Love And Deception In A Midsummer Night's Dream

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Illusion is a Golden Cage

Society is a pigeon in a utopian, golden cage. It does not have to worry about reality. When the door is unlocked, the bird will think it has been liberated, but only then will he realize the fear and struggles of the outside world. In the comedic play, “A Midsummer Night’s Dream” by William Shakespeare, the characters live in a world with entertainment, marriages, and small problems of their own with complicated love circles. Love and imagination are what keep the people of Athens happy. For that reason, illusion and deception are pivotal in society as it creates a prison that alters the truth to keeps humans content while away from the brutleness of reality.

Humans in the past, present, and future will continue to blindly chase whom he or she is after, creating a false sense of satisfaction. Illusion changes the appearance of others in order to fulfill the cravings of love. In the play, Helena comments on Demetrius' passion for Hermia, saying that it is blind, since Helena’s beauty matches Hermia’s. She believes that “love can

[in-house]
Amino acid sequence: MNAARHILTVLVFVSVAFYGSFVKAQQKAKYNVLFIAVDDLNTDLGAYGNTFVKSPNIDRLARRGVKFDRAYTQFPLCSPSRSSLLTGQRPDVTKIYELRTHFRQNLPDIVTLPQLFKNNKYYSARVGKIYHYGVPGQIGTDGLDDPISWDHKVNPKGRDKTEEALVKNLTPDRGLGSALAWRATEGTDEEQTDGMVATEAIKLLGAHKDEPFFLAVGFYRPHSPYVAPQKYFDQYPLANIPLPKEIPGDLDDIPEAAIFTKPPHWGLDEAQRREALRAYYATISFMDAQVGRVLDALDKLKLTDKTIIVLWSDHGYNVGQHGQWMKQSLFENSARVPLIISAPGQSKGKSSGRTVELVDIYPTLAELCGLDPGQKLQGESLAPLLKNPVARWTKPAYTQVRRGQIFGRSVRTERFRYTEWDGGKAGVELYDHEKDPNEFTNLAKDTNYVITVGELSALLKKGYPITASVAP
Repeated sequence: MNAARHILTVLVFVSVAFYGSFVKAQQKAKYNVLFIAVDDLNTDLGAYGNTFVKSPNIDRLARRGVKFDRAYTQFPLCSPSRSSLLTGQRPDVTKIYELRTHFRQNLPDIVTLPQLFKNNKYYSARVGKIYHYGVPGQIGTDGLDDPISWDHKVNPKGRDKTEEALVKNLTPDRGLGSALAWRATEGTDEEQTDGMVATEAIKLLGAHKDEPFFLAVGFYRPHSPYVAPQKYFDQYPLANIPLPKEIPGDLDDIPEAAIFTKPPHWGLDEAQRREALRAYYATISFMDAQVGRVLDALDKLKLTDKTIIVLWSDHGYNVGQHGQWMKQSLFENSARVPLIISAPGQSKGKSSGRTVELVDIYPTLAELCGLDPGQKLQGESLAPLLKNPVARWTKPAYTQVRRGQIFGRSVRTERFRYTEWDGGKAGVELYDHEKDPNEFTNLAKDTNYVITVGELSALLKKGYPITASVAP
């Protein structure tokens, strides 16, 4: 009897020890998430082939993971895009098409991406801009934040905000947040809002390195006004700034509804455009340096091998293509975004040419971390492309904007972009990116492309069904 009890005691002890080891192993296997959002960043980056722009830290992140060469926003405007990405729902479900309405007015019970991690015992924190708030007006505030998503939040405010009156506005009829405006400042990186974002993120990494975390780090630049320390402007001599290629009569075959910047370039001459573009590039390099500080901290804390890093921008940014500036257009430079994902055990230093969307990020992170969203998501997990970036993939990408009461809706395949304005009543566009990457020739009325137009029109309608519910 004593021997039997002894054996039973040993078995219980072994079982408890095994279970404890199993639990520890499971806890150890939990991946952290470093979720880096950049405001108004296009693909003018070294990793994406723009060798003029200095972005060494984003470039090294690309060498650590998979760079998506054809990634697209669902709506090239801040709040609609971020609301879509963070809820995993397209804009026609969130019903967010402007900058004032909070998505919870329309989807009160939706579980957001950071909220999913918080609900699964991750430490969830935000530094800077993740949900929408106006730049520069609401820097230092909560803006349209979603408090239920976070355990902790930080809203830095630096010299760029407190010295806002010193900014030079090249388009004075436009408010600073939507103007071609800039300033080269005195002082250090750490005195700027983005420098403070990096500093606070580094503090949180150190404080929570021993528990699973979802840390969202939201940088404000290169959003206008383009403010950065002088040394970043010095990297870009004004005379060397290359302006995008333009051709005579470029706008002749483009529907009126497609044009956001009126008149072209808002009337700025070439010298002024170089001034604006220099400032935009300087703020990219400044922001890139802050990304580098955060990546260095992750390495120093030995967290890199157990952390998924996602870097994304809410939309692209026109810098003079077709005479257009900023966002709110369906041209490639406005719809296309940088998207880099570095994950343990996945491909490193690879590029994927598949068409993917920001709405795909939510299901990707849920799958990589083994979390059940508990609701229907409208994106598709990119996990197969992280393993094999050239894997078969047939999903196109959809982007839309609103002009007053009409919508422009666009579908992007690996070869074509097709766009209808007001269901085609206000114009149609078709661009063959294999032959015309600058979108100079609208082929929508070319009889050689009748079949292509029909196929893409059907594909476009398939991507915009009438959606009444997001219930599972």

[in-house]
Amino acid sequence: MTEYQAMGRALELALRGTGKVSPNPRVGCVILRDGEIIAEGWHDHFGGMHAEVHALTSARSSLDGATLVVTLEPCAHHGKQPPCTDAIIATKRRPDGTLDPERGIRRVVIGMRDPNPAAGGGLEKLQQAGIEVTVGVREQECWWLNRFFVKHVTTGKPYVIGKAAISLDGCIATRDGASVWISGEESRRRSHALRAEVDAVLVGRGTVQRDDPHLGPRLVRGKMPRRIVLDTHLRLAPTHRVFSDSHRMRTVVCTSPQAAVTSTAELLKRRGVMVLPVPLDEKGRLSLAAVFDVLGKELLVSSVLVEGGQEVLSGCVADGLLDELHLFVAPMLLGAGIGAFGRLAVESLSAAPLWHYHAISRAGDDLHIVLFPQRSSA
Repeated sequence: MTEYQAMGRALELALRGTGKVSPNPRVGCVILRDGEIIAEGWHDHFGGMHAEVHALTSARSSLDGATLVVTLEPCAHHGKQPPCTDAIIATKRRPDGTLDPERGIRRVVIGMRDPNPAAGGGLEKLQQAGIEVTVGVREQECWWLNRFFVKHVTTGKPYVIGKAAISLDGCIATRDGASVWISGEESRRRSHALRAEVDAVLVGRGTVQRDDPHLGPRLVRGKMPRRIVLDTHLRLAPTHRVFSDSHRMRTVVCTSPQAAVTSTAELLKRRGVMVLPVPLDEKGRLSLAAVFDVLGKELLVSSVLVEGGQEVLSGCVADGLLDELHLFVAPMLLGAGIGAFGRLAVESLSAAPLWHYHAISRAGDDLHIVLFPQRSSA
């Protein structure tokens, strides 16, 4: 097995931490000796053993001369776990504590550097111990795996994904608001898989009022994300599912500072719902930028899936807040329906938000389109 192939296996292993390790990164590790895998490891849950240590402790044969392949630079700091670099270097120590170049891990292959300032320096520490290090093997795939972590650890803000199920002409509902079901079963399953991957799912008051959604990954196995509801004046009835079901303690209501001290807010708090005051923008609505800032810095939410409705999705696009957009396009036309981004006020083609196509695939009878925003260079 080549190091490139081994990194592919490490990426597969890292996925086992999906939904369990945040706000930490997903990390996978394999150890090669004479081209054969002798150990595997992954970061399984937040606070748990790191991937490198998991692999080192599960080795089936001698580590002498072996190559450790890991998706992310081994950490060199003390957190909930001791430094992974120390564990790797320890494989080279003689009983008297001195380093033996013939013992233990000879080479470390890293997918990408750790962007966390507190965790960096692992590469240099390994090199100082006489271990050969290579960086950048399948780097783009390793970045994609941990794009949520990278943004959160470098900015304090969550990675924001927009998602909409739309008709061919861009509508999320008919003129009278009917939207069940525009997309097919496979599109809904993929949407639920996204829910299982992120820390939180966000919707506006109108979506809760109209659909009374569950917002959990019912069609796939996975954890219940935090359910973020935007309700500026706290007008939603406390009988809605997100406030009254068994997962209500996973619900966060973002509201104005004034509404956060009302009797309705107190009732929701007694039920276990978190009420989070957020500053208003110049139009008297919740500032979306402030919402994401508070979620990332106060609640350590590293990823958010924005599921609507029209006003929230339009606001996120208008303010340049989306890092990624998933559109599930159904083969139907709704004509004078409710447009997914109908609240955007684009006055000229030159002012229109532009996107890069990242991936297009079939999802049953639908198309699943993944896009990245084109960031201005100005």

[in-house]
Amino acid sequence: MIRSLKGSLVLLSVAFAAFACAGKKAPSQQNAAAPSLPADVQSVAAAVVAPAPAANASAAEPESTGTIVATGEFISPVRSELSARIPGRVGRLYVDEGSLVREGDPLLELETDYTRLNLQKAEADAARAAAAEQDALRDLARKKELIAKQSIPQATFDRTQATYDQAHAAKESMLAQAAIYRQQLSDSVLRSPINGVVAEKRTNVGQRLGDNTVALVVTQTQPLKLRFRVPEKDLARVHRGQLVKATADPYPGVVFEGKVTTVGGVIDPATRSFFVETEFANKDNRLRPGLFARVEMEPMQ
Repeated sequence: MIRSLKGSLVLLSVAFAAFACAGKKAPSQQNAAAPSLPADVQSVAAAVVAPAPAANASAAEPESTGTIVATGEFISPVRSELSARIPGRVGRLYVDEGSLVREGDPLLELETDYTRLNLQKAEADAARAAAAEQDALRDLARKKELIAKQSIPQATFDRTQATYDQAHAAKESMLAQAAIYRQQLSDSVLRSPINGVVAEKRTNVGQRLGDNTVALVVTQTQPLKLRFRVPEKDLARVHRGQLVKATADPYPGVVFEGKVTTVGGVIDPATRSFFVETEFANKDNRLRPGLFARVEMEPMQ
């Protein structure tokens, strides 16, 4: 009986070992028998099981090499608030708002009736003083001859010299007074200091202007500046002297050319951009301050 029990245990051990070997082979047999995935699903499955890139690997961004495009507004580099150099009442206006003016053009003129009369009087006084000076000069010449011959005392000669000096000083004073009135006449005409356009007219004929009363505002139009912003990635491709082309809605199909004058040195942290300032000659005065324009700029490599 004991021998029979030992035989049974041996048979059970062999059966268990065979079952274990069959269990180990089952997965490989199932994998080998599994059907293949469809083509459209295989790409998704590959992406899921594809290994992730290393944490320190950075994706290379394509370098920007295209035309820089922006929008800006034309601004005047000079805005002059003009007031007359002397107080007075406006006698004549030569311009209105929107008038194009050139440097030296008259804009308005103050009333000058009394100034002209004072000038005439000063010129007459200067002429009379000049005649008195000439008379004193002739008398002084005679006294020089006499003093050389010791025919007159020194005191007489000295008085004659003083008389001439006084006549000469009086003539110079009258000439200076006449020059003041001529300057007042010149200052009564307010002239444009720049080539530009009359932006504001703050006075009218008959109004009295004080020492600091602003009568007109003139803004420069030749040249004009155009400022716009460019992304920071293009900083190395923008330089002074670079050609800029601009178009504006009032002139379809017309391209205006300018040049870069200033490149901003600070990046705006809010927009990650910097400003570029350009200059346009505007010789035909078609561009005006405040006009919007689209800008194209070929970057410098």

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Sometimes one’s fantasy is enough to paint another reality where all is well. In the case of A Midsummer Night’s Dream, imagination is used to make the citizens happy. For example, the amatuer actors do not act well, but Theseus knows that “the best in this kind are but shadows”(5.1.210). He knows the best plays are because we imagine it as the greatest. If “we imagine no worse of [the actors]”(5.1.213), then they might be the best themselves. Furthermore, imagination also removes fear of the unknown, for when the ladies think that the sword is not real. Another instance is when Puck removes the fear of the audience by saying if they have been scared by the act, think of it “no more yielding but a dream”(5.1.419). Reality may be filled with anxiety and discomfort, but imagination and deception are what make the unknowns in life comfortable enough to
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